Colonial Discourse and the Suffering of Indian American Children Book Cover.webp

In this book, we analyze the psycho-social consequences faced by Indian American children after exposure to the school textbook discourse on Hinduism and ancient India. We demonstrate that there is an intimate connection—an almost exact correspondence—between James Mill’s colonial-racist discourse (Mill was the head of the British East India Company) and the current school textbook discourse. This racist discourse, camouflaged under the cover of political correctness, produces the same psychological impacts on Indian American children that racism typically causes: shame, inferiority, embarrassment, identity confusion, assimilation, and a phenomenon akin to racelessness, where children dissociate from the traditions and culture of their ancestors.

This book is the result of four years of rigorous research and academic peer-review, reflecting our ongoing commitment at Hindupedia to challenge the representation of Hindu Dharma within academia.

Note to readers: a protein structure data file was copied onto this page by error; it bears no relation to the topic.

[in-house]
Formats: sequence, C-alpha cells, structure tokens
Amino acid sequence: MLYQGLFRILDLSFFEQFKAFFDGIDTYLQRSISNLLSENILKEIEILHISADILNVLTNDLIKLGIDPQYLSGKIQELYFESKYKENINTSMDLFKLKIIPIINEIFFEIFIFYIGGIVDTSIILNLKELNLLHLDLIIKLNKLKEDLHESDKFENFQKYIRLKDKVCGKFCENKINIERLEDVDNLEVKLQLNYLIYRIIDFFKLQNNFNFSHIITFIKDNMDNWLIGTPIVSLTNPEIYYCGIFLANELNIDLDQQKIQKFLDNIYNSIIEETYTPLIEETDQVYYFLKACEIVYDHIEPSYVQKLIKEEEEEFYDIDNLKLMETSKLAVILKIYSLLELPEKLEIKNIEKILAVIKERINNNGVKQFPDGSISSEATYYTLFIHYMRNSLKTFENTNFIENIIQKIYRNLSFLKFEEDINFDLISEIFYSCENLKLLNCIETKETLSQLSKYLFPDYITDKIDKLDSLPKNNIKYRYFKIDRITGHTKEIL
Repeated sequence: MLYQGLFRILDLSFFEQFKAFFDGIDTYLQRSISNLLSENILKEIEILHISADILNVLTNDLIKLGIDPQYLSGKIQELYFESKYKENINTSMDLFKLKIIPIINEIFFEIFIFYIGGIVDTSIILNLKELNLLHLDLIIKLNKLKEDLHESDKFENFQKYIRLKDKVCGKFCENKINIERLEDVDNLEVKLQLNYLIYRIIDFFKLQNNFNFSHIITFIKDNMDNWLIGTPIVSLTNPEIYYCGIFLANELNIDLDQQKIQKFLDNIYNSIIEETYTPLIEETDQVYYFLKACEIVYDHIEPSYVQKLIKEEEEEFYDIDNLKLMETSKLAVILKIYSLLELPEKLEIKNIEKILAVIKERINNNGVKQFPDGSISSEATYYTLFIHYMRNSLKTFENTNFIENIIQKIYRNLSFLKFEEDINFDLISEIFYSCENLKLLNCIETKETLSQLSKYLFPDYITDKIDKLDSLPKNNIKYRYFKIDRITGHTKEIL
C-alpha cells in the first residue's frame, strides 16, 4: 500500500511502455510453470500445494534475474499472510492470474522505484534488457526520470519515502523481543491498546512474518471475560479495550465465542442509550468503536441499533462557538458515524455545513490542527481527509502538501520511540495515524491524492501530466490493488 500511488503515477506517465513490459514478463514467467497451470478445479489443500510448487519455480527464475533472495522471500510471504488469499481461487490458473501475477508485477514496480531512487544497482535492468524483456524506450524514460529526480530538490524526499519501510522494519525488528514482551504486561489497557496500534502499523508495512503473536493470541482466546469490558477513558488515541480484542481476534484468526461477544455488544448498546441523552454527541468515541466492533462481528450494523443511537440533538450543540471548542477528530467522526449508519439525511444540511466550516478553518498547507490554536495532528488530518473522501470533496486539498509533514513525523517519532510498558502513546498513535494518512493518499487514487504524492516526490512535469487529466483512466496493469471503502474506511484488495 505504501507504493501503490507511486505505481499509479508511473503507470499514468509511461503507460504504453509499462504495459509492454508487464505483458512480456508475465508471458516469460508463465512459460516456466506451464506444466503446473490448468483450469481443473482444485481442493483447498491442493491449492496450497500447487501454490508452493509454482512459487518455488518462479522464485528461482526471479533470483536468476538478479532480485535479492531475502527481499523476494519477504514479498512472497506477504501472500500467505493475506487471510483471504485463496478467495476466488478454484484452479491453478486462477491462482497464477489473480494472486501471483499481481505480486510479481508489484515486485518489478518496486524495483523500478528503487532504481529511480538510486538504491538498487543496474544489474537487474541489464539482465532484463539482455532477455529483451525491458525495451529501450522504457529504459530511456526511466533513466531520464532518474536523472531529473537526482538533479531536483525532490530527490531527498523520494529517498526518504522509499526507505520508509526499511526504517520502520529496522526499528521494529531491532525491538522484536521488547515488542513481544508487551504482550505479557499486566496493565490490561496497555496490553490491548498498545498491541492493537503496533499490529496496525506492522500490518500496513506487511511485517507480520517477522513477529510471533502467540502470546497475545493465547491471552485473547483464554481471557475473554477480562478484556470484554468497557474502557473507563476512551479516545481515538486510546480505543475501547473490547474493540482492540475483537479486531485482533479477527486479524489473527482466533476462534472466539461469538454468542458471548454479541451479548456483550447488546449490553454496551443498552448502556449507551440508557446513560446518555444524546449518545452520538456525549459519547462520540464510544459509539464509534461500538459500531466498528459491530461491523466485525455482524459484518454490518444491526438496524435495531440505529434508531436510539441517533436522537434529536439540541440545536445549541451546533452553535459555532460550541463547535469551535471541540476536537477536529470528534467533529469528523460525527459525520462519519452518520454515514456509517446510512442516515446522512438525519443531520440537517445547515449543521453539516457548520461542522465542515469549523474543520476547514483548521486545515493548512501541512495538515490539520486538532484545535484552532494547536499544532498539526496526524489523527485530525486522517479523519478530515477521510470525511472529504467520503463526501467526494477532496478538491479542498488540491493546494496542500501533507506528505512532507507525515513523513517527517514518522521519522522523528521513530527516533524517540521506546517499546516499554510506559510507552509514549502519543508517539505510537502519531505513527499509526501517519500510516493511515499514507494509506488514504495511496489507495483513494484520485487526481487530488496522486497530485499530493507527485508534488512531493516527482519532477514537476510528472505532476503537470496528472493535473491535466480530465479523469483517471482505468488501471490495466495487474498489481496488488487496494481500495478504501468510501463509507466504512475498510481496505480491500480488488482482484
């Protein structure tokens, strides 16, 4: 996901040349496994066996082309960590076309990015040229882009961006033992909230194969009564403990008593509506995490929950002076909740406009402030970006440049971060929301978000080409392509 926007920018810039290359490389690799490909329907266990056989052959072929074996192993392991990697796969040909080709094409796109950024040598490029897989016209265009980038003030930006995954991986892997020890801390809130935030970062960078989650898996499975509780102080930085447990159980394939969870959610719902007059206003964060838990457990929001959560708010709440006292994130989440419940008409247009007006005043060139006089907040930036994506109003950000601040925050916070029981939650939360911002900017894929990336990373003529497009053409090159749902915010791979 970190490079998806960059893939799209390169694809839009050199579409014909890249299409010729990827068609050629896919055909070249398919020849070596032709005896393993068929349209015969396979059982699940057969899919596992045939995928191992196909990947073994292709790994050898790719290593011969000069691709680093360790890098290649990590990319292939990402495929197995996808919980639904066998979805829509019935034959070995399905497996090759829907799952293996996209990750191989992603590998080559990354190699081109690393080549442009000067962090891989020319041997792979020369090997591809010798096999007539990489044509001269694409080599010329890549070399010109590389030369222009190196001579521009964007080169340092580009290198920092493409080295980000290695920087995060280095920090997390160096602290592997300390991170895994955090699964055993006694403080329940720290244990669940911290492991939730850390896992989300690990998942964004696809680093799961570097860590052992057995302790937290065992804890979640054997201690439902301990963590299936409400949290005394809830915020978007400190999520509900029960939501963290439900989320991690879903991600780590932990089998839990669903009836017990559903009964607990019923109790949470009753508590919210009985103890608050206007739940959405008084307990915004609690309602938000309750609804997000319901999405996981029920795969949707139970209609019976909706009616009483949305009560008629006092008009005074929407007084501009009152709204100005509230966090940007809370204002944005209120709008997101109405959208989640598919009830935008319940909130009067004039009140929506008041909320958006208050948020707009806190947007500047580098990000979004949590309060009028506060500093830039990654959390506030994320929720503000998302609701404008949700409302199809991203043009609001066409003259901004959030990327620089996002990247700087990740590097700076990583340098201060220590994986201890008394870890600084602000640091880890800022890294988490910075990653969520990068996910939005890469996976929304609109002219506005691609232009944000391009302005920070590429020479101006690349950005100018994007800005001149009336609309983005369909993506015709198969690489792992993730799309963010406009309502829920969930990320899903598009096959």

From Hindupedia, the Hindu Encyclopedia

By Swami Harshananda

Jaya and Vijaya, the twin children of the sage Kardama and his wife Devahuti, are two interesting personalities in the Purāṇa-s dedicated to the Viṣṇu sect. Being great devotees of Viṣṇu, they used to have the vision of Lord Viṣṇu regularly during worship.

Once they conducted a Vedic sacrifice of the king Marutta admirably well. However, differences arose between them in the matter of sharing the wealth and fees earned through that. This lead them to mutually curse each other. Jaya became an elephant and Vijaya became a crocodile. The tale of Gajendramokṣa involves both of them. After both were liberated from the curses they were taken as dvārapālakas[1] of Vaikuṇtha, the world of Viṣṇu.

On another occasion, they rudely prevented the great sages, Sanaka and others, from entering the Vaikuṇtha. They were cursed by them. As a result, they were born as the demons Hiraṇyākṣa and Hiraṇyakaśipu, Rāvaṇa and Kumbhakarṇa, and Siśupāla and Dantavakra. In all these births, they were killed by Lord Viṣṇu and liberated from the curse and later they continued their service as the gatekeepers of Lord Viṣṇu.


  1. Dvārapālakas means gate keepers.
  • The Concise Encyclopedia of Hinduism, Swami Harshananda, Ram Krishna Math, Bangalore